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Three LI schools named National Schools of Character

In Rocky Point, school and district officials were

In Rocky Point, school and district officials were on hand to welcome smiling students during the first day of school at Frank J. Carasiti Elementary School on Sept. 4. Credit: Rocky Point School District

Three Long Island elementary schools have earned national recognition for their dedication to character development of students.

The schools — Lee Road Elementary School in Wantagh, Meadow Elementary in Baldwin and Smith Street Elementary in Uniondale — are among 88 nationwide named 2019 National Schools of Character by the nonprofit

To become selected, the schools met criteria that included providing students with opportunities for moral action, fostering shared leadership, and engaging families as partners in the character-building effort. They also underwent on-site visits and interviews.

They will be honored next month at's 2019 National Forum in Washington, D.C.

"These schools' representatives, including educators, parents and students are working together to create stronger communities focused on character,"'s president and CEO Doug Karr said. "We are honored to validate their efforts and continue coaching them along their journeys."

In addition, Meadow's Character C.O.U.N.T.S. Club was among 232 organizations and schools nationwide this year certified as "Promising Practices" for their unique approaches to character development, peer mediation and conflict resolution, the nonprofit said.

Meadow's club is a cross-age peer-mentoring program that allows older students to mentor younger students. C.O.U.N.T.S. stands for Citizenship, Outreach, Unity, Nobility, Tolerance and Self-Discipline.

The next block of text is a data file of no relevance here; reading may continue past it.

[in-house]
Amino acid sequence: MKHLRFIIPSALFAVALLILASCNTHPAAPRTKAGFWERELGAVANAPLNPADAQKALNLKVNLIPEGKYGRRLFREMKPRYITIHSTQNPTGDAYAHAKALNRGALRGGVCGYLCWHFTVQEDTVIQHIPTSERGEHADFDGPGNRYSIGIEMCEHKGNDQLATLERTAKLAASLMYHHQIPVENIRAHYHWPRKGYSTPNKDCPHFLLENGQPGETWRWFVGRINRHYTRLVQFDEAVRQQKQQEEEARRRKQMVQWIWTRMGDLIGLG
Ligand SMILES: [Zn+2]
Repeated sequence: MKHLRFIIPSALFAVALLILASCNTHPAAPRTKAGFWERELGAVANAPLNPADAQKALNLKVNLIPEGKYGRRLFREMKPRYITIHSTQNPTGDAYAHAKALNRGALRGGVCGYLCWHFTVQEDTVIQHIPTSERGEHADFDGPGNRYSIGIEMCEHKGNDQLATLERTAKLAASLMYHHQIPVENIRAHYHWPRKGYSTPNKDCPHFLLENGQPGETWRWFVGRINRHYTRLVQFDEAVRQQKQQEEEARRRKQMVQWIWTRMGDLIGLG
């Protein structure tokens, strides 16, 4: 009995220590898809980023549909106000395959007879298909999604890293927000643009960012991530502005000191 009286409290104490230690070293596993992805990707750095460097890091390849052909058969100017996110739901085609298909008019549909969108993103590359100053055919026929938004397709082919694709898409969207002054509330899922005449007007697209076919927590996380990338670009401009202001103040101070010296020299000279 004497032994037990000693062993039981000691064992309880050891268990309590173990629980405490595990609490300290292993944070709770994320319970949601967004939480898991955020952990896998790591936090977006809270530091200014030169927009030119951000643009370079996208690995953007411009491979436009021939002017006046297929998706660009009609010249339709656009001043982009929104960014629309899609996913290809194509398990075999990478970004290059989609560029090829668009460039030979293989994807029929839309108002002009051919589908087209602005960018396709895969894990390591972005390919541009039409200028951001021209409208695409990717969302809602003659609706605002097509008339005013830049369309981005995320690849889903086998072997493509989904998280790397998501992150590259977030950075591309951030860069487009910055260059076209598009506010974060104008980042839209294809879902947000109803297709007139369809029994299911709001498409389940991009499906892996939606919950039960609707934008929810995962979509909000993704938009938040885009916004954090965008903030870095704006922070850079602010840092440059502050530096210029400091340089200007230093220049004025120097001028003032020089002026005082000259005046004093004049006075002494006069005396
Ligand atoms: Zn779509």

"I am extremely proud of our Meadow students and faculty," Meadow Principal Echele May said. "We have worked together to create a caring and inclusive learning environment where our students are empowered to be the stewards of our character education initiative."


New principal

Brian Ginty has been named principal of the South Country Central School District's South Haven Early Childhood Center, which recently opened for pre-kindergartners.

Ginty has served the district for 10 years as a principal of Verne W. Critz Elementary and as an assistant principal and principal at Bellport Middle. Before that, he taught social studies at Bethpage High and at St. John the Baptist Diocesan High in West Islip. 

"Our primary goals are to establish an environment for students to develop the skills necessary for success as they enter kindergarten and progress throughout elementary school," Ginty said. 


New appointments

Ronald Masera is the new superintendent of the Center Moriches School District, while Dennis Ricci is the new principal of Clayton Huey Elementary. Masera replaced Russell Stewart, who is now interim superintendent of the Smithtown Central School District, while Ricci replaced Kim Hardwick, who passed away after complications from surgery in April.

Masera previously served eight years as superintendent of the Remsenburg-Speonk School District. He also has been principal of Westhampton Beach Elementary and an assistant principal in the Longwood Central School District.

Ricci was previously an assistant principal at Clayton Huey.

"I am most excited by the opportunity to lead a district that is heading in such a positive direction to create greater opportunities for kids," Masera said.


New principal

Claudia Smith has been appointed principal of Miller Avenue Elementary. She replaced Christine Carlson. 

Smith most recently served as assistant principal at both Port Jefferson Middle and Edna Louise Spear Elementary in Port Jefferson. Before that, she was a regular and integrated elementary school teacher for 18 years in the Middle Country Central School District.

"Essential, to my philosophy is the idea that all children are unique individuals," Smith said. "I look forward to working alongside the staff in guiding our young learners to acquire a love for learning, self-confidence and the foundational skills that are necessary as they strive toward excellence for themselves, their peers and their community."

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